Spokesmen from local banks say they're aware of the exemptions for students and permanent residents. Their computer "search procedure" for locating Haitian accounts, however, was based on the account holder's address. In view of the penalties -- up to one million dollars -- for disregarding the order, the banks weren't about to take any chances. Like the U.S. government, bank officials maintain that it's now up to students to provide evidence that they have been in the U.S. more than nine months and that they are studying full-time. Once provided with proof, bank staffers can contact the Treasury Department for permission to release an account.
"We've had a number of students come through and basically we handle it on a situation-by-situation basis," says Bob Stickler, a spokesman for Florida giant Barnett Bank, which has frozen more than 500 accounts.
Despite all the good intentions, the policy has resulted in the release of only about a dozen student accounts nationwide, according to figures provided by the Treasury Department. Russ Behrmann, for example, says he was told he'd have to sue the Treasury Department in order to get his money; fellow FIU student Jean Paul, by contrast, successfully persuaded officials at NationsBank to let him withdraw funds.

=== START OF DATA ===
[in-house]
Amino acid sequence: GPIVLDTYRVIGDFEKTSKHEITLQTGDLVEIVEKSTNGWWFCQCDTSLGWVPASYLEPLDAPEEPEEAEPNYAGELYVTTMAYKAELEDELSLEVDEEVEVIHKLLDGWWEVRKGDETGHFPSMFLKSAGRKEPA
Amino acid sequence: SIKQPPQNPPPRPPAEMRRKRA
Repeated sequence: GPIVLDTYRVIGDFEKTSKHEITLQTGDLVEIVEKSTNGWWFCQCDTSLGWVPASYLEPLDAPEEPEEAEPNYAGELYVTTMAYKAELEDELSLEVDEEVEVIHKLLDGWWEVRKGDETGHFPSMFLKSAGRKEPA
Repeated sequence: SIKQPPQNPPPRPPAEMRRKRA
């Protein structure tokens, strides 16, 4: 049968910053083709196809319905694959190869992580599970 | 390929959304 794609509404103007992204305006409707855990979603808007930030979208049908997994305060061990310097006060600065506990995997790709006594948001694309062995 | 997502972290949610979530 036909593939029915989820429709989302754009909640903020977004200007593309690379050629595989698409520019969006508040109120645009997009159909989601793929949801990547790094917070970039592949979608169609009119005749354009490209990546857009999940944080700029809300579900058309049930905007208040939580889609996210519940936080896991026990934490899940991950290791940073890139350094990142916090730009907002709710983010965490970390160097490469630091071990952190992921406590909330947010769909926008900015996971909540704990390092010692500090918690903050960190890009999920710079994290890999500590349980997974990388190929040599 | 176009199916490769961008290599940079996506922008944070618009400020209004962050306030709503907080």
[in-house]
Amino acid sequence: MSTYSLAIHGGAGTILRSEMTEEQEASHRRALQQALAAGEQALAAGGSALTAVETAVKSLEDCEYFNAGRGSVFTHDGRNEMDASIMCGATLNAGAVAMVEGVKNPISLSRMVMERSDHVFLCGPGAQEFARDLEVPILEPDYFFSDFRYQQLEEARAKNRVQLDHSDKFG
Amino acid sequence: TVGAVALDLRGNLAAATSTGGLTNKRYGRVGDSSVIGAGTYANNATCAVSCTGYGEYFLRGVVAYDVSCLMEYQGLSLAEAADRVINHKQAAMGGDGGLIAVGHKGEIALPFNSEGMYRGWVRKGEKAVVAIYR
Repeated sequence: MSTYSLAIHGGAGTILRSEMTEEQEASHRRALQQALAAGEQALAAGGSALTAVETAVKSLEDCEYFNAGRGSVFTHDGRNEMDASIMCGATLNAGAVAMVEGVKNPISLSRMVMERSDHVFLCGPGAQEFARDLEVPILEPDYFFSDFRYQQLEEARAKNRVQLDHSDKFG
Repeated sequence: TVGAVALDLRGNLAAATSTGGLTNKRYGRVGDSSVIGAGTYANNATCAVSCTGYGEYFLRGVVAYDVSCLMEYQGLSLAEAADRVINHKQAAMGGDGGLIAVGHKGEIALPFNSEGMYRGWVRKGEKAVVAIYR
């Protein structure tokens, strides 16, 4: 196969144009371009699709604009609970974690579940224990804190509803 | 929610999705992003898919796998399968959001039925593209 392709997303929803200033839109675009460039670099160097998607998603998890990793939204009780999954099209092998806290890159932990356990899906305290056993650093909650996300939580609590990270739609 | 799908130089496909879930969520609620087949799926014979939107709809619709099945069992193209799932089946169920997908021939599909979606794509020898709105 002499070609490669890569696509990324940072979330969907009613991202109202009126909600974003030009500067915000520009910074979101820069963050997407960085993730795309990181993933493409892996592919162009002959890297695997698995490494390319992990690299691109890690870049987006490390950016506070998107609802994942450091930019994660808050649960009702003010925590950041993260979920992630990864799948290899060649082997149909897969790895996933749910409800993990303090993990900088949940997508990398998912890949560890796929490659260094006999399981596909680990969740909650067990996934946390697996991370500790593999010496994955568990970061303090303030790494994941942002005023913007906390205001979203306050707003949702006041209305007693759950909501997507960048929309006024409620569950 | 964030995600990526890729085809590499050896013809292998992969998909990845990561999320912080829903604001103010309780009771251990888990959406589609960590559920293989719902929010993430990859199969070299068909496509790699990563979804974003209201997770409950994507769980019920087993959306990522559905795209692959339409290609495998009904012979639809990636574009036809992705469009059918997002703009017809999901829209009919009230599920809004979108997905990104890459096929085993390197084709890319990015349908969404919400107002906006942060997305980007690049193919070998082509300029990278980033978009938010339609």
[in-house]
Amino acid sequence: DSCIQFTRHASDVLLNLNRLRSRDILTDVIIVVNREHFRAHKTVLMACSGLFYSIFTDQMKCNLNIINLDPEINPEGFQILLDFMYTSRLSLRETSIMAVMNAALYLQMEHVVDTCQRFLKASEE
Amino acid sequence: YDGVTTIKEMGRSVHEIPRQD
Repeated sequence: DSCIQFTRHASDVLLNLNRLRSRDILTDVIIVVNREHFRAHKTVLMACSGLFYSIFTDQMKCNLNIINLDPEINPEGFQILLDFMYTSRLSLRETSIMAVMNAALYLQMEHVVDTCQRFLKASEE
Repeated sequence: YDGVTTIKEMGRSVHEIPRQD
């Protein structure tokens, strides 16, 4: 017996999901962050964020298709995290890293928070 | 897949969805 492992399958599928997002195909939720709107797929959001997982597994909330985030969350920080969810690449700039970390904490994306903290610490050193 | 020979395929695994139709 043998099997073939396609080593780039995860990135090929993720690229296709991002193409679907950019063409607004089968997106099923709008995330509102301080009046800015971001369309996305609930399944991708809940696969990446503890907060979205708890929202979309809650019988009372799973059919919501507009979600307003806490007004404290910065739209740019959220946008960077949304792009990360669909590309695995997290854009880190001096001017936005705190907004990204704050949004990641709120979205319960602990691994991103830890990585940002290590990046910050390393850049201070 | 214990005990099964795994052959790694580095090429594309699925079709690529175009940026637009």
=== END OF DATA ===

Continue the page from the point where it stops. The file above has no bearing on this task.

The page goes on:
Behrmann notes that the blocked bank accounts merely add injury to insult. Months before the executive order was sent out, he says, the U.S. media had begun to stigmatize the small group of successful mulatto families that form the nation's business elite, labeling them "MREs" (the morally repugnant elite), which served to make the American public more receptive to the sweeping sanctions. The majority of Haitians studying in the U.S., the FIU senior asserts, support neither the military nor Aristide, but would like to see democracy restored.
"Why should students have to pay for the actions of the Haitian military?" protests Fayola Cantave, a sophomore at FIU. Cantave, who is circulating a petition that expresses support for Haitian students studying in the U.S., says she believed in earlier U.S. attempts to punish coup leaders but that the most recent sanctions go too far. "Now they're hurting everyone, including the students, who have nothing to do with what is going on.